Swann goes from Walters State to Yale
Andrew Swann says he wasn’t quite sure about college life when he first enrolled four years ago at Walters State Community College.
“I did not know what I wanted to do. At Walters State, I found a place to reflect and to meet students and teachers who had taken different paths through life,” said Swann.
It didn’t take long for Swann to settle in and make a mark for himself. He earned two scholarships – the Tennessee Hope Lottery and the Tennessee Promise – guaranteeing that his first two years at WSCC would be tuition-free.
Swann earned his Associate’s Degree and, this spring, completed two Bachelor’s Degrees at the University of Tennessee – one in political philosophy and the other in religious studies.
He says he has always been interested in philosophy and the New Testament.
He explained his take on political philosophy as the study of the foundations of political thought by reviewing, for example, documents of the founding fathers and ancient thinkers as a way to delve into the subject.
All that hard work has apparently paid off. Swann is headed to Yale University this fall, one of the nation’s most prestigious institutions of higher learning. He is enrolled in the divinity school with an eye on absorbing all he can in theology and political philosophy.
Money won’t be much of a factor since Swann was presented with a financial aid/scholarship package by Yale that will ensure that worries about tuition and other expenses won’t get in the way of his studies.
“I was intent on going to graduate school, but I was not intent on going to Yale. The graduate program called me about a few hours before the acceptance deadline with generous financial aid, which made it possible for me to attend,” said Swann.
While at Walters State, Swann excelled in his studies and was quite the exceptional writer.
“Andrew was an excellent English student. He had big, philosophical ideas and the writing prowess to express them with precision and grace,” said Chippy McLain, Dean of Humanities and Associate Professor of English at the college.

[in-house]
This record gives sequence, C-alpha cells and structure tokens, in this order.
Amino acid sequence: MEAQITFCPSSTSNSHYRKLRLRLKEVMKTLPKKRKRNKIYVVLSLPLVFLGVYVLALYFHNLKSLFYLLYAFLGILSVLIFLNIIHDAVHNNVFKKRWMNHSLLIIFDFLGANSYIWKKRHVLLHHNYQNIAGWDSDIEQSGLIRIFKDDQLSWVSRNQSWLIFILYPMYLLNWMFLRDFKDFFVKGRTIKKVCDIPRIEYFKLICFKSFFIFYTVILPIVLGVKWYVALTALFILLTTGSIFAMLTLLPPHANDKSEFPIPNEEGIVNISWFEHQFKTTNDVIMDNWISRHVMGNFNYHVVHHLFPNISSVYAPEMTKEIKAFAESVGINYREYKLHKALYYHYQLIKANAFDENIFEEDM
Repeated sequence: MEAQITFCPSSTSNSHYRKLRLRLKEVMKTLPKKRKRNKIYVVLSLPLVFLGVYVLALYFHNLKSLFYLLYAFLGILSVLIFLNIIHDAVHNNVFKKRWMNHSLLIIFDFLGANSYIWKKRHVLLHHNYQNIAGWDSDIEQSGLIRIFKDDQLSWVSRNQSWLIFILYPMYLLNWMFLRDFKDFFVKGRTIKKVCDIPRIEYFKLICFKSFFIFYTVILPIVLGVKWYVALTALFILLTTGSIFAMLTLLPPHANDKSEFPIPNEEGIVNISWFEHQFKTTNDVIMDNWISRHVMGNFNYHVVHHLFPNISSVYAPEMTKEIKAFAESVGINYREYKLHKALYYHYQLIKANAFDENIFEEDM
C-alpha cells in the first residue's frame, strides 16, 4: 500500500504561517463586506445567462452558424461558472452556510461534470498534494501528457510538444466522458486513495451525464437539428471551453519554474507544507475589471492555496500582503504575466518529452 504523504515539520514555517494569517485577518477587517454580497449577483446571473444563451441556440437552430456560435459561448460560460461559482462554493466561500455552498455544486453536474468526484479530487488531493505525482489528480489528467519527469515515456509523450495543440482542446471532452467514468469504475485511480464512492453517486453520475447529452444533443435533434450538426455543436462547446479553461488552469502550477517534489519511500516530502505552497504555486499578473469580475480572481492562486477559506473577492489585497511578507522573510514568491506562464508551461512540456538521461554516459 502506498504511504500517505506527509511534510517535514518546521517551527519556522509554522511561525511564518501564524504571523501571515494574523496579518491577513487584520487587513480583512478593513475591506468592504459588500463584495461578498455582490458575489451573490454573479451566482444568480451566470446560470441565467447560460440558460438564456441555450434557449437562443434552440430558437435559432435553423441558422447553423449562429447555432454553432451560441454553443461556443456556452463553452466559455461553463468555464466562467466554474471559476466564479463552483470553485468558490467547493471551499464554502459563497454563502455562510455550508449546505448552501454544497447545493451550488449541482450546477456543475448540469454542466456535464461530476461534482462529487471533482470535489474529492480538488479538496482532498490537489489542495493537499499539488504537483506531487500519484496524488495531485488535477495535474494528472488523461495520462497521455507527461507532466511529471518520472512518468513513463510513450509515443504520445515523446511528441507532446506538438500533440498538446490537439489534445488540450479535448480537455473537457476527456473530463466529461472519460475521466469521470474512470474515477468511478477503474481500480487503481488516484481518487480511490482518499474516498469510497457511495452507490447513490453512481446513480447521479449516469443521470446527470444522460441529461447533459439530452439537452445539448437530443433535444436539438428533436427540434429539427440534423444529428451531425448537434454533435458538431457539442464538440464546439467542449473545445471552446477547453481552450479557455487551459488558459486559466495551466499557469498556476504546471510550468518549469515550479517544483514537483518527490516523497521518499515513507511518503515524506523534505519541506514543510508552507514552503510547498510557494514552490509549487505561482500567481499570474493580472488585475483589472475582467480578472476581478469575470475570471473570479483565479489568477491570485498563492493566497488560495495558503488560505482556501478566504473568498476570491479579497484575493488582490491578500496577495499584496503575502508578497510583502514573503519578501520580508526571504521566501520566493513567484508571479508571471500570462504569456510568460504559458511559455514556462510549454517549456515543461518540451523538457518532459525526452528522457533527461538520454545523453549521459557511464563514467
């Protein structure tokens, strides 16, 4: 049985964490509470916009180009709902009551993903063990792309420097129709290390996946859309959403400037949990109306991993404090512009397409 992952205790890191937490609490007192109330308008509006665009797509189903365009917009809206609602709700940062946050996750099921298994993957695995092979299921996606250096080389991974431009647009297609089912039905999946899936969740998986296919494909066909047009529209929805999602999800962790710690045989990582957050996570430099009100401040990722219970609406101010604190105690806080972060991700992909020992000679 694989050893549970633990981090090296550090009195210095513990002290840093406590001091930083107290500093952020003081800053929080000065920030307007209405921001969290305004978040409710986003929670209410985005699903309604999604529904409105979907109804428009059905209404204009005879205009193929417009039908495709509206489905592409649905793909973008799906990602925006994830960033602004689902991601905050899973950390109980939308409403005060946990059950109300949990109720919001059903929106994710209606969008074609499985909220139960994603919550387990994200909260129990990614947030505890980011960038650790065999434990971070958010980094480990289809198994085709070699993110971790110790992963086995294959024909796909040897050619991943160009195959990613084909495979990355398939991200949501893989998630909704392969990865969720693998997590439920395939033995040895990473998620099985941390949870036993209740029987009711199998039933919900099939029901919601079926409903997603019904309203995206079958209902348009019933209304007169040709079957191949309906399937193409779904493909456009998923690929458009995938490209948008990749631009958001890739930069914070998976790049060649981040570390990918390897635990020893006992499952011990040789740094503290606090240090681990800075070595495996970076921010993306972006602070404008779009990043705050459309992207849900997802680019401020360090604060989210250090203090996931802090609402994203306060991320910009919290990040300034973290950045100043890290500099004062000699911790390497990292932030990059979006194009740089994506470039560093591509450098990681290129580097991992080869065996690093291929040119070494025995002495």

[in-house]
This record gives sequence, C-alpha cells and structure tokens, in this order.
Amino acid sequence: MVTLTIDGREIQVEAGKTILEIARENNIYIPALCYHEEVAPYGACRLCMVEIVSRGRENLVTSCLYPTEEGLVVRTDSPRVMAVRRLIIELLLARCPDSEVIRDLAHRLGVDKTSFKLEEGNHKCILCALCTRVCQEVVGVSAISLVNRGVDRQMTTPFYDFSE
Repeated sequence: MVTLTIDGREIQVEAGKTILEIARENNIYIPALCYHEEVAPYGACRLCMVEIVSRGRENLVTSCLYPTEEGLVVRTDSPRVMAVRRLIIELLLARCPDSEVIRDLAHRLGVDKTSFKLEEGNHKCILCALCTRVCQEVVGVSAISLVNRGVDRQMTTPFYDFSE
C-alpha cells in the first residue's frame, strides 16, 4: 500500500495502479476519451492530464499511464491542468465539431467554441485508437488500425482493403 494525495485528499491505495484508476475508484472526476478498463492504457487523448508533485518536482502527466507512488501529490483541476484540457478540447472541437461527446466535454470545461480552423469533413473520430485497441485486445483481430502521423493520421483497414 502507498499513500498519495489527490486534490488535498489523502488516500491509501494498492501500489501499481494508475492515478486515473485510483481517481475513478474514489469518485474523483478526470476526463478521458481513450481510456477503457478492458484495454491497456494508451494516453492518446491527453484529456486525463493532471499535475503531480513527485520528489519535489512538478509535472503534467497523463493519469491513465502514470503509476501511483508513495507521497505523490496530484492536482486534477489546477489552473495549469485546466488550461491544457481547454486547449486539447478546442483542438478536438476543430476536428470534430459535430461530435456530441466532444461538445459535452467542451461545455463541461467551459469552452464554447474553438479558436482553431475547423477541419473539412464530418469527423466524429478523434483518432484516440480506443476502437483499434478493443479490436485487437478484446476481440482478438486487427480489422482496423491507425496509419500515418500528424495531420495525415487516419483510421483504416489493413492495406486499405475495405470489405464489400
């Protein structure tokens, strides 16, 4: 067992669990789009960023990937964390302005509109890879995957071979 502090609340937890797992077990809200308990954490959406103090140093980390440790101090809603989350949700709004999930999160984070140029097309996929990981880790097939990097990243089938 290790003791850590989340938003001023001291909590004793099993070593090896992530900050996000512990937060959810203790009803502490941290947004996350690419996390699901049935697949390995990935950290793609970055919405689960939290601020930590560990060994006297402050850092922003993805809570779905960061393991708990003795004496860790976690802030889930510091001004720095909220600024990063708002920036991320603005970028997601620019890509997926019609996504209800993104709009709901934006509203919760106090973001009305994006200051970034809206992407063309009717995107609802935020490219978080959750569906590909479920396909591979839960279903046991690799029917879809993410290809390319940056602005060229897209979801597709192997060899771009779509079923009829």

McLain is one of three professors Swann credits for challenging him to bear down on his studies and work hard. The other two are Laura Ritter, Assistant Dean of Humanities and Director of Choral programs, and Roger Turner, instructor of philosophy.
“Walters State is great because the teachers offer so much time to students. I found out that I shared many of the same passions and took independent studies that allowed me to work closely with those professors,” said Swann.
His grades likely played a bit of a role in the desire of Yale University to actively pursue the hardworking student for inclusion on the short list at the Ivy League college. Swann’s work with nonprofit agencies most likely played a factor as well.
“I work at the Alliance for Better Nonprofit Organizations. Yale does value experience with community service, church and faith-based organizations. Sometimes, it’s a financial sacrifice to serve with nonprofit organizations, but the benefit is worth it,” said Swann.
He doesn’t seem to be taking much of a summer break while waiting to make that momentous trip to the Yale University campus this fall. He is using the time to learn German and Latin so he is ready when he hits those Yale doors running.